Because actually, it is a bizarre thing to be so loyal to. Some people say the mystery is what keeps it intriguing, but I think at a certain point that starts to get a little one-noted, and for me it begins to feel like a missed opportunity.
KM: Yeah, as far as love interests, they hint at that left and right.
And that’s part of the reason why I’ve taken certain jobs and said no to others, because I have taken on roles that I could relate to, even if it’s in a very small way.
And the longer you spend with these characters, the more you get to know them, and so I could eventually find those similarities.
And if so, is there a character you’ve played who you relate to the most, and if so, which one?
KM: I would say I personally feel I’m a part of all of them. I think I relate to all of them in the moment I’m playing them, and then once it’s over, I disengage.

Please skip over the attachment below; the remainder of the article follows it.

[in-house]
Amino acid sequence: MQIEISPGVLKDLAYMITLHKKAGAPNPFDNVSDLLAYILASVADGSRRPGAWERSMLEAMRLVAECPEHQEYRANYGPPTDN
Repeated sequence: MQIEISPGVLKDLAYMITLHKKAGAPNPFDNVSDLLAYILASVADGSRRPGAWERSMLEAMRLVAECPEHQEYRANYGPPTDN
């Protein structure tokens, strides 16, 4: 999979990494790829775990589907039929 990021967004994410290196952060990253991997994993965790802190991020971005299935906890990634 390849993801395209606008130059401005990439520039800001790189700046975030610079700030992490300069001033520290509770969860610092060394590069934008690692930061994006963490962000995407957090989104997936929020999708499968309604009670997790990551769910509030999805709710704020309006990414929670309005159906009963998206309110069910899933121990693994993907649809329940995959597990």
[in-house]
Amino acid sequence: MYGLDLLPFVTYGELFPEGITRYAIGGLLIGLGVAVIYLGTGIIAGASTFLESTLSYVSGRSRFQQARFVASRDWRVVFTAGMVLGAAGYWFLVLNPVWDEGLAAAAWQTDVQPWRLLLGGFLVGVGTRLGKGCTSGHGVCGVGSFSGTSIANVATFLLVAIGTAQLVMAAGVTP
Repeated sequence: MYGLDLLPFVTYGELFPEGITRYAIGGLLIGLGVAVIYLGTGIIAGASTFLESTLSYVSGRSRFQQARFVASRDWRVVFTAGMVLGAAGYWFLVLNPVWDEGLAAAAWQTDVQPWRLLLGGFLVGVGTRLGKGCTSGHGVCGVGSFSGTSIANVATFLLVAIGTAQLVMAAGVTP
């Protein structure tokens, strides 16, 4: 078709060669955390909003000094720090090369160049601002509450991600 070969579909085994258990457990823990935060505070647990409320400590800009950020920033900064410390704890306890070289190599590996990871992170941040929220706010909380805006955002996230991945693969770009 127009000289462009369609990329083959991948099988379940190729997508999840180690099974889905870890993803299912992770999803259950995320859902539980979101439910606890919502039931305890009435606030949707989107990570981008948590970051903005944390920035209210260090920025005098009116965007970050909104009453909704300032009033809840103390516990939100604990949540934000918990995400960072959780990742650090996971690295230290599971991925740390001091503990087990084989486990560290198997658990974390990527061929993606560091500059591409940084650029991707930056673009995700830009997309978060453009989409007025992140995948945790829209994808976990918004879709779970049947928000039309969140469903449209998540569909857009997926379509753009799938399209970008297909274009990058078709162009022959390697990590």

Because that would be such a disappointment if it didn’t do anything. Mercifully, it did grab people’s attention, and it did so much.
Sure there was a lot of scrutiny next to a lot of praise, and I think the two go hand-in-hand.
Editor’s Note: I interviewed Kate Moennig back in January of this year, and this article was first published then.AE: The character of Shane really broke the mold, too.We as lesbians have a history of being sexualized for the male gaze, and for the first time you were seeing a character – a sexually empowered character – for the female gaze, you could say.It was also a female-driven production, and primarily a female-driven cast, and I haven’t had that in a long time. That’s what I initially liked about her, and I like that she’s able to hold her own in this very violent underbelly.So I was excited to have that kind of female energy again. As far as any kind of flaw, I sadly find missed opportunities in terms of what they could do with Lena.